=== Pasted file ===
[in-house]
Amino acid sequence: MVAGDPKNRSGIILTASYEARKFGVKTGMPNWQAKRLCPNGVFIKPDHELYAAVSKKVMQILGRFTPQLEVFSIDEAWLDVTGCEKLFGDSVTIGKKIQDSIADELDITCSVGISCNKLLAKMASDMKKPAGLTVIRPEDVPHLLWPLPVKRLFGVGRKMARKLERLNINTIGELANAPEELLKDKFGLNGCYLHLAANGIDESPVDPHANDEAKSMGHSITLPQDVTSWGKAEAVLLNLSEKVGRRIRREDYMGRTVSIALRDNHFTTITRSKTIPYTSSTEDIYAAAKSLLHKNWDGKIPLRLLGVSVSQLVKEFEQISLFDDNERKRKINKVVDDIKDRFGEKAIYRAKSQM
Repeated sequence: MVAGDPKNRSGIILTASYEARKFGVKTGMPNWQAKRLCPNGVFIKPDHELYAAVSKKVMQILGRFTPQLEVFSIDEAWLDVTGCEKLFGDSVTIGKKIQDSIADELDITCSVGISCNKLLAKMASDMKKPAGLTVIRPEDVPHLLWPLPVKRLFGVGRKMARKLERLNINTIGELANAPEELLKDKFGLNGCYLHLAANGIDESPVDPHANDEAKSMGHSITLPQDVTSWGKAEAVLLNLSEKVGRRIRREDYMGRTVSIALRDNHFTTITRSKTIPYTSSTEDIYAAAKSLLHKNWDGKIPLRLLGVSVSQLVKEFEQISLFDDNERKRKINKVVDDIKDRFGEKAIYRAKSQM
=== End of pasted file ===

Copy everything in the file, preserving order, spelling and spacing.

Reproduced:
[in-house]
Amino acid sequence: MVAGDPKNRSGIILTASYEARKFGVKTGMPNWQAKRLCPNGVFIKPDHELYAAVSKKVMQILGRFTPQLEVFSIDEAWLDVTGCEKLFGDSVTIGKKIQDSIADELDITCSVGISCNKLLAKMASDMKKPAGLTVIRPEDVPHLLWPLPVKRLFGVGRKMARKLERLNINTIGELANAPEELLKDKFGLNGCYLHLAANGIDESPVDPHANDEAKSMGHSITLPQDVTSWGKAEAVLLNLSEKVGRRIRREDYMGRTVSIALRDNHFTTITRSKTIPYTSSTEDIYAAAKSLLHKNWDGKIPLRLLGVSVSQLVKEFEQISLFDDNERKRKINKVVDDIKDRFGEKAIYRAKSQM
Repeated sequence: MVAGDPKNRSGIILTASYEARKFGVKTGMPNWQAKRLCPNGVFIKPDHELYAAVSKKVMQILGRFTPQLEVFSIDEAWLDVTGCEKLFGDSVTIGKKIQDSIADELDITCSVGISCNKLLAKMASDMKKPAGLTVIRPEDVPHLLWPLPVKRLFGVGRKMARKLERLNINTIGELANAPEELLKDKFGLNGCYLHLAANGIDESPVDPHANDEAKSMGHSITLPQDVTSWGKAEAVLLNLSEKVGRRIRREDYMGRTVSIALRDNHFTTITRSKTIPYTSSTEDIYAAAKSLLHKNWDGKIPLRLLGVSVSQLVKEFEQISLFDDNERKRKINKVVDDIKDRFGEKAIYRAKSQM